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Consumer Caution
Confidence Plunges and Major Buying Decisions are Put on Hold

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Oct. 31, 2001 -- They were already nervous about the teetering economy before Sept. 11, but consumers are even more hesitant since the attacks and the anthrax scare that followed.

Marcus Tinsley

Marcus Tinsley
Photos: J. Stoll

Marcus Tinsley, 24, a sales trainee at the Crutchfield Corp. in Charlottesville, Va., "had the paperwork already signed" to buy a new home. "But I'm going to hold off now since those events, and try to see if the economy picks up ... to see if that's what I want to do." Tinsley says he might reconsider his home purchase next spring or summer.

Tinsley was among a group of Crutchfield employees interviewed recently about the economy by NPR's Juan Williams.

Lori Beck, 29, a receptionist at the consumer electronics retailer, was in the market for a bigger house, "but we just think it's a wise move to hold off on big purchases." With the United States already nearly in recession prior to Sept. 11, Beck says her confidence in Wall Street and the economy was "definitely" shaken. It is "even more so now," she says.

Lori Beck

Lori Beck

Tinsley and Beck aren't the only ones pulling back from the housing market. Nationally, new home sales fell 1.4 percent in September, while sales of existing homes plunged 11.7 percent.

Many of those interviewed said they're cutting back on discretionary purchases as well -- and they're more reluctant to use their credit cards.

"This is a throwback to my parents," says Ray Whitson, 43, an order processing clerk at Crutchfield. "You pay cash, you get it. If you don't, you don't get it."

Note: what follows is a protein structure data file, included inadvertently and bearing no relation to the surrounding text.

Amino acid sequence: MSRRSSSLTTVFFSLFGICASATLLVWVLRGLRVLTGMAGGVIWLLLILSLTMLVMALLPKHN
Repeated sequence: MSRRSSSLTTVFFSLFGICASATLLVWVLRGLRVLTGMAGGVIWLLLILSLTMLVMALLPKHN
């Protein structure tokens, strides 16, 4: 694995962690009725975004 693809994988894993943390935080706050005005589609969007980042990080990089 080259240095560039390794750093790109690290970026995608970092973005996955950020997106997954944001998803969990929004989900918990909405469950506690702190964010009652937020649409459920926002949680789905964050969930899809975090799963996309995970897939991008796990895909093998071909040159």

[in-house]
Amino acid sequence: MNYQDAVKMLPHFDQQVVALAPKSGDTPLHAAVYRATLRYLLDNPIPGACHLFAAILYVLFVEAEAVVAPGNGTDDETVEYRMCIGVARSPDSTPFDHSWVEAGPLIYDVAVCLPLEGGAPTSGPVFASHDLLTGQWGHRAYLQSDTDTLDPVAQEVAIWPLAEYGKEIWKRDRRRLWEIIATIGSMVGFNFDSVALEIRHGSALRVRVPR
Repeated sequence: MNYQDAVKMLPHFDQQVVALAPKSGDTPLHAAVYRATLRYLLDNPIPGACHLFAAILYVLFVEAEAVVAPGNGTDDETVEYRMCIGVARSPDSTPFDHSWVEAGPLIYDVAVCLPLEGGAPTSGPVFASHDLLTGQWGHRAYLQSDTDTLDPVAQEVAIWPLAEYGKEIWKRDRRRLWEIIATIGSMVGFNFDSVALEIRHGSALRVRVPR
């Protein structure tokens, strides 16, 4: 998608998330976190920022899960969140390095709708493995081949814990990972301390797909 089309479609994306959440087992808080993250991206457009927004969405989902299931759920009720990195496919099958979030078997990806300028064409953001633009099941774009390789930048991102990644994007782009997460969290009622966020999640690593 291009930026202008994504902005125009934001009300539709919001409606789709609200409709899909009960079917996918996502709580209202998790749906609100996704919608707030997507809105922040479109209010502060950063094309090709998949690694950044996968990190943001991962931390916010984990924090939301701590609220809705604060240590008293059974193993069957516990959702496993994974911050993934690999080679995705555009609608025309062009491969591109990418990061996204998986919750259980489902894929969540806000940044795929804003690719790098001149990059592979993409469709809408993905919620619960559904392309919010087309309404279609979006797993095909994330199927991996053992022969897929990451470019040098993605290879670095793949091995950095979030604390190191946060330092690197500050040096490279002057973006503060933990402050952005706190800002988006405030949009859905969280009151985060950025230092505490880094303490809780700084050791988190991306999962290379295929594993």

"I'm not at all confident about where this economy will go," Whitson says.

Indeed, the Conference Board says its consumer confidence index plunged 11.5 points in October to 85.5, its fourth straight drop and the lowest level in more than seven years.

"The economic outlook is becoming increasingly pessimistic, with consumer sentiment continuing to fall," says Lynn Franco, director of the Conference Board's Consumer Research Center. "Widespread layoffs and rising unemployment do not signal a rebound in confidence anytime soon. With the holiday season quickly approaching, there is little positive stimuli on the horizon."

Ray Whitson

Ray Whitson

But Beck and Whitson say they're confident about one thing: the stock market eventually will rebound. "Right now, stocks are a wonderful buy," Whitson says. "They will go up again. Our economy is not going to collapse."

Still, Beck says she is worried that "things could get much worse" before they get better, amid uncertainty about the mail, the potential for more terrorist attacks and U.S. involvement in an "all-out war."

"Our society is in a state of flux," Whitson says. "I think everybody's going to hunker down, and it's going to take a long time for us to figure out who we are again. ... I'm not confident this is all going to be good and fine in a year's time."

Other Resources

The Conference Board consumer confidence releases

U.S. Commerce Department new homes sales data

National Association of Realtors existing home sales data

Federal Reserve "beige book" economic survey results

Crutchfield Corp.